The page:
“Oh, God!” murmured Cleves, “that thing he made is alive! I saw it. I can see it hiding there in the grass. It’s frightened—breathing! It’s alive!”<br>
His pistol, clutched in his right hand, quivered. His wife laid her hand on it and cautiously shook her head.<br>
“No,” she said, “that is of no use.”<br>
“But what that Yezidee is doing is—is blasphemous—”<br>
“Watch him! His mind is stealthily feeling its way among the laws and secrets of the Tchor-Dagh. He has found a thread. He is following it through the maze into hell’s own labyrinth! He has created a tiny thing in the image of the Creator. He will try to create a larger being now. Watch him with his Ginseng roots!”<br>
Tiyang, looming ape-like on his haunches in the deepening dusk, moulded and massaged the Ginseng roots, one after another. And one after another, tiny naked creatures wriggled out of his palms between his fingers and scuttled away into the herbage.<br>
Already the dim lawn was alive with them, crawling, scurrying through the grass, creeping in among the flower-beds, little, ghostly-white things that glimmered from shade into shadow like moonbeams.<br>
Tressa’s mouth touched her husband’s ear:<br>
“It is for the secret of Destruction that the Yezidee seeks. But first he must learn the secret of creation. He is learning. . . . And he must learn no more than he has already learned.”<br>
“That Yezidee is a living man. Shall I fire?”<br>
“I can kill him with the first shot.”<br>
“Hark!” she whispered excitedly, her hand closing convulsively on her husband’s arm.<br>
The whip-crack of a rifleshot still crackled in their ears.<br>
Tiyang had leaped to his feet in the dusk, a Ginseng root, half-alive, hanging from one hand and beginning to squirm.<br>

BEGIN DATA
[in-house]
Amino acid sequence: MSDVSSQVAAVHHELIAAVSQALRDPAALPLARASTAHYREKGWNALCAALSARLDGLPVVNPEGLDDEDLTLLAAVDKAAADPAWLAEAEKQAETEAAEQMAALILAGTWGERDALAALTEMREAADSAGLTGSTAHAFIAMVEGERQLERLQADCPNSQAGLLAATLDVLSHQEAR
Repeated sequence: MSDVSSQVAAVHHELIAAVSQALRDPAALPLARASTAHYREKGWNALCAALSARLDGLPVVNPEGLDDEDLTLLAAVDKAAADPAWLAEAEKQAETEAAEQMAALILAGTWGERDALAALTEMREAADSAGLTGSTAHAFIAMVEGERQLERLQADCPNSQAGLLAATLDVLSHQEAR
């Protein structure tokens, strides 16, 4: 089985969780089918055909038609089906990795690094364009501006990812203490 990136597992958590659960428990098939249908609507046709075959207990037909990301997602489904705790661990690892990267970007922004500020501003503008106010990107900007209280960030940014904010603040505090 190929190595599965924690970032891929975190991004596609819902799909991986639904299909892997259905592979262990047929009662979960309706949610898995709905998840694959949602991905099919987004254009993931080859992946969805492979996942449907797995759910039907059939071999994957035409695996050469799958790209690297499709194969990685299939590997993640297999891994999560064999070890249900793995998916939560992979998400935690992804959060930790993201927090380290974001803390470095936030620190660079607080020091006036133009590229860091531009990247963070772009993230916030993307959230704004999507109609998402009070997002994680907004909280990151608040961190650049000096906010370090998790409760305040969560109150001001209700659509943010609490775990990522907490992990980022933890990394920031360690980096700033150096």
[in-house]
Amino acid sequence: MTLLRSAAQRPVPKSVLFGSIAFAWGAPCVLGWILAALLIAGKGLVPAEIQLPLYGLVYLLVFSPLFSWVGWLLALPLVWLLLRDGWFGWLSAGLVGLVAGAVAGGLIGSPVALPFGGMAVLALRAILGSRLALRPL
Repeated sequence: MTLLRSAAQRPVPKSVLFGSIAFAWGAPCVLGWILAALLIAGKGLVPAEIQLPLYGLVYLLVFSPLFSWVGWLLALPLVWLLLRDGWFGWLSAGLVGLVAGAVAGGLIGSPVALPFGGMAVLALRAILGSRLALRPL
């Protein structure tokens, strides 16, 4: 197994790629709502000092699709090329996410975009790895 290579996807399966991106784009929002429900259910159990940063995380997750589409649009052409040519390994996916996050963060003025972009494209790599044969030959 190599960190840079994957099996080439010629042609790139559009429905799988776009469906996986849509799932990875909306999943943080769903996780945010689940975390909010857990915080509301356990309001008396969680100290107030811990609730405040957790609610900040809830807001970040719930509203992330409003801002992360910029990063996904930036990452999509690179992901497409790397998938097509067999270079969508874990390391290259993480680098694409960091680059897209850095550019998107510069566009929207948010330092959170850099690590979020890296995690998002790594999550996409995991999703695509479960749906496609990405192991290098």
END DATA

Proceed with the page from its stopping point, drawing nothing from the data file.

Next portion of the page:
Suddenly the first moonbeam fell across the wall. And in its lustre Tressa rose to her knees and flung up her right hand.<br>
Then it was as though her palm caught and reflected the moon’s ray, and hurled it in one blinding shaft straight into the dark visage of Tiyang-Khan.<br>
The Yezidee fell as though he had been pierced by a shaft of steel, and lay sprawling there on the grass in the ghastly glare.<br>
And where his features had been there gaped only a hole into the head.<br>
Then a dreadful thing occurred; for everywhere the grass swarmed with the little naked creatures he had made, running, scrambling, scuttling, darting into the black hole which had been the face of Tiyang-Khan.<br>
They poured into the awful orifice, crowding, jostling one another so violently that the head jerked from side to side on the grass, a wabbling, inert, soggy mass in the moonlight.<br>
And presently the body of Tiyang-Khan, Warden of the Rampart of Gog and Magog, and Lord of the Seventh Tower, began to burn with white fire—a low, glimmering combustion that seemed to clothe the limbs like an incandescent mist.<br>
On the wall knelt Tressa, the glare from her lifted hand streaming over the burning form below.<br>
Cleves stood tall and shadowy beside his wife, the useless pistol hanging in his grasp.<br>
Then, in the silence of the woods, and very near, they heard Sansa laughing. And Selden’s anxious voice:<br>
“Arrak is dead. The Sou-Sou hangs across a rock, head down, like a shot squirrel. Is all well with you?”<br>
“Tiyang is on his way to his star,” said Tressa calmly. “Somewhere in the world his body has bid its mind farewell. . . . And so his body may live for a little, blind, in mental darkness, fed by others, and locked in all day, all night, until the end.”